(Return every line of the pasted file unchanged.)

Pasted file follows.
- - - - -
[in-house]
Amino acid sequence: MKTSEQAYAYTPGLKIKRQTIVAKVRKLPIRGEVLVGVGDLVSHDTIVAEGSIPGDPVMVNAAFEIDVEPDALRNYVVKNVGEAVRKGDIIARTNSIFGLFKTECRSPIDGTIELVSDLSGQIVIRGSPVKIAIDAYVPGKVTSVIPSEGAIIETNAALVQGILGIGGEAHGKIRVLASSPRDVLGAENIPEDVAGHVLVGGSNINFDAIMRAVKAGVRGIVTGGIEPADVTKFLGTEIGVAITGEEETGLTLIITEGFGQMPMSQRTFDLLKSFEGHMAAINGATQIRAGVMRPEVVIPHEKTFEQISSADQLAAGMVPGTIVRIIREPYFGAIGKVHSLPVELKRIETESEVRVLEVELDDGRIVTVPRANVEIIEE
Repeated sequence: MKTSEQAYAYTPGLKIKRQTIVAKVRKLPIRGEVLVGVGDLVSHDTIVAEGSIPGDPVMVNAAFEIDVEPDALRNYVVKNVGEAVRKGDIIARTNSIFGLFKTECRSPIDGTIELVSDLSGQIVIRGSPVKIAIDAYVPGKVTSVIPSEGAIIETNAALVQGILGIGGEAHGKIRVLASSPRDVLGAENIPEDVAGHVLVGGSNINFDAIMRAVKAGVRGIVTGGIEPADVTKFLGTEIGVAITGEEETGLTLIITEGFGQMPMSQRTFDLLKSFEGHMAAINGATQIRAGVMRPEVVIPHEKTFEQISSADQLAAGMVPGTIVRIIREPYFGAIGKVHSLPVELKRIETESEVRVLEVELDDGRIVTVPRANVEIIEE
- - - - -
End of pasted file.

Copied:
[in-house]
Amino acid sequence: MKTSEQAYAYTPGLKIKRQTIVAKVRKLPIRGEVLVGVGDLVSHDTIVAEGSIPGDPVMVNAAFEIDVEPDALRNYVVKNVGEAVRKGDIIARTNSIFGLFKTECRSPIDGTIELVSDLSGQIVIRGSPVKIAIDAYVPGKVTSVIPSEGAIIETNAALVQGILGIGGEAHGKIRVLASSPRDVLGAENIPEDVAGHVLVGGSNINFDAIMRAVKAGVRGIVTGGIEPADVTKFLGTEIGVAITGEEETGLTLIITEGFGQMPMSQRTFDLLKSFEGHMAAINGATQIRAGVMRPEVVIPHEKTFEQISSADQLAAGMVPGTIVRIIREPYFGAIGKVHSLPVELKRIETESEVRVLEVELDDGRIVTVPRANVEIIEE
Repeated sequence: MKTSEQAYAYTPGLKIKRQTIVAKVRKLPIRGEVLVGVGDLVSHDTIVAEGSIPGDPVMVNAAFEIDVEPDALRNYVVKNVGEAVRKGDIIARTNSIFGLFKTECRSPIDGTIELVSDLSGQIVIRGSPVKIAIDAYVPGKVTSVIPSEGAIIETNAALVQGILGIGGEAHGKIRVLASSPRDVLGAENIPEDVAGHVLVGGSNINFDAIMRAVKAGVRGIVTGGIEPADVTKFLGTEIGVAITGEEETGLTLIITEGFGQMPMSQRTFDLLKSFEGHMAAINGATQIRAGVMRPEVVIPHEKTFEQISSADQLAAGMVPGTIVRIIREPYFGAIGKVHSLPVELKRIETESEVRVLEVELDDGRIVTVPRANVEIIEE